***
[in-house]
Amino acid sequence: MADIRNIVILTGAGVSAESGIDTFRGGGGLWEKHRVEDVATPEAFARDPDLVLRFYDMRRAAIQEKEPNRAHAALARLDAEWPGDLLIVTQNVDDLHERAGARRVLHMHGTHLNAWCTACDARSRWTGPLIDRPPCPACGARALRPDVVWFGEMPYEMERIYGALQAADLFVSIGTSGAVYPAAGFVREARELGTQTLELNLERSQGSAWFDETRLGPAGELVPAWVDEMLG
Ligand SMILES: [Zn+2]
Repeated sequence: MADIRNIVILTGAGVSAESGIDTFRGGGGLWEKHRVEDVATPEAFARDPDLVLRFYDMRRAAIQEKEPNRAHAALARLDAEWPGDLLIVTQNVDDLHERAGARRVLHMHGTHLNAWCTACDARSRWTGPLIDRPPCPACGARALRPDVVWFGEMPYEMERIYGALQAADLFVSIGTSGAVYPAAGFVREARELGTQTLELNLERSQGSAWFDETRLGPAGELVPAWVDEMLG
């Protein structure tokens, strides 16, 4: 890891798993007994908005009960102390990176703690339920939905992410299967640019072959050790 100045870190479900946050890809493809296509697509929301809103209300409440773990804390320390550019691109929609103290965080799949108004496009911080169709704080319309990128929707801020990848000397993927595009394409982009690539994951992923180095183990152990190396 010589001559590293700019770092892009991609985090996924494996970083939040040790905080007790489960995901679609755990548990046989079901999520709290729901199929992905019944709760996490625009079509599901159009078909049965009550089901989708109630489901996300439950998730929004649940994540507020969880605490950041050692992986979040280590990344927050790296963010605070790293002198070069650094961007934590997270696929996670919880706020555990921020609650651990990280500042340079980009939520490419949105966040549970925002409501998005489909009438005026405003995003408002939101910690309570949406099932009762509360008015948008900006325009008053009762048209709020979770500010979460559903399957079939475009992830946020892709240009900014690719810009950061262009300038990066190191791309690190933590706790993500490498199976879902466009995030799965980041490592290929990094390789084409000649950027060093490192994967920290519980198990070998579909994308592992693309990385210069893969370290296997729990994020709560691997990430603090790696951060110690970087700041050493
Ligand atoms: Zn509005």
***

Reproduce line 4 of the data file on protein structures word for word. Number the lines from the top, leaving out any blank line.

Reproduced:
Repeated sequence: MADIRNIVILTGAGVSAESGIDTFRGGGGLWEKHRVEDVATPEAFARDPDLVLRFYDMRRAAIQEKEPNRAHAALARLDAEWPGDLLIVTQNVDDLHERAGARRVLHMHGTHLNAWCTACDARSRWTGPLIDRPPCPACGARALRPDVVWFGEMPYEMERIYGALQAADLFVSIGTSGAVYPAAGFVREARELGTQTLELNLERSQGSAWFDETRLGPAGELVPAWVDEMLG